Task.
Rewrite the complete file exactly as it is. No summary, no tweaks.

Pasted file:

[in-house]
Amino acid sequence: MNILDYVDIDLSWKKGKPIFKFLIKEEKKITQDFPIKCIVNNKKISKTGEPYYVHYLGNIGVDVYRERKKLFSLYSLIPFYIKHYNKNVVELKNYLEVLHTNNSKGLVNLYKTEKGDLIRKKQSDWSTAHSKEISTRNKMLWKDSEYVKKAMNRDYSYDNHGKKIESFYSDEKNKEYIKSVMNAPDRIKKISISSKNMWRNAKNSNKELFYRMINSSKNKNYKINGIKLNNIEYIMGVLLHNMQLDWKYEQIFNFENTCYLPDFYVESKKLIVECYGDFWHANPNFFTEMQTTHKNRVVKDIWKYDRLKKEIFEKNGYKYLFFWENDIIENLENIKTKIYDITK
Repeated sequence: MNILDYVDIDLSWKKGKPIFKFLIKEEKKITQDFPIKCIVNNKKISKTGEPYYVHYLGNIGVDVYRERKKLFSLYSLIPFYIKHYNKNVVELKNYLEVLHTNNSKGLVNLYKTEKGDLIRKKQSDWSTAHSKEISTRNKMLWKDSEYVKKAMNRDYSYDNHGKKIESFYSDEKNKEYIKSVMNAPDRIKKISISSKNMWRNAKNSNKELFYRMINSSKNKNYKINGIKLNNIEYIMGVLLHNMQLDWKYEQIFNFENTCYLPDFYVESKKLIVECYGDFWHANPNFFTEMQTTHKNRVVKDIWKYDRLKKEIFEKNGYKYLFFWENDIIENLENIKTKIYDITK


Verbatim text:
[in-house]
Amino acid sequence: MNILDYVDIDLSWKKGKPIFKFLIKEEKKITQDFPIKCIVNNKKISKTGEPYYVHYLGNIGVDVYRERKKLFSLYSLIPFYIKHYNKNVVELKNYLEVLHTNNSKGLVNLYKTEKGDLIRKKQSDWSTAHSKEISTRNKMLWKDSEYVKKAMNRDYSYDNHGKKIESFYSDEKNKEYIKSVMNAPDRIKKISISSKNMWRNAKNSNKELFYRMINSSKNKNYKINGIKLNNIEYIMGVLLHNMQLDWKYEQIFNFENTCYLPDFYVESKKLIVECYGDFWHANPNFFTEMQTTHKNRVVKDIWKYDRLKKEIFEKNGYKYLFFWENDIIENLENIKTKIYDITK
Repeated sequence: MNILDYVDIDLSWKKGKPIFKFLIKEEKKITQDFPIKCIVNNKKISKTGEPYYVHYLGNIGVDVYRERKKLFSLYSLIPFYIKHYNKNVVELKNYLEVLHTNNSKGLVNLYKTEKGDLIRKKQSDWSTAHSKEISTRNKMLWKDSEYVKKAMNRDYSYDNHGKKIESFYSDEKNKEYIKSVMNAPDRIKKISISSKNMWRNAKNSNKELFYRMINSSKNKNYKINGIKLNNIEYIMGVLLHNMQLDWKYEQIFNFENTCYLPDFYVESKKLIVECYGDFWHANPNFFTEMQTTHKNRVVKDIWKYDRLKKEIFEKNGYKYLFFWENDIIENLENIKTKIYDITK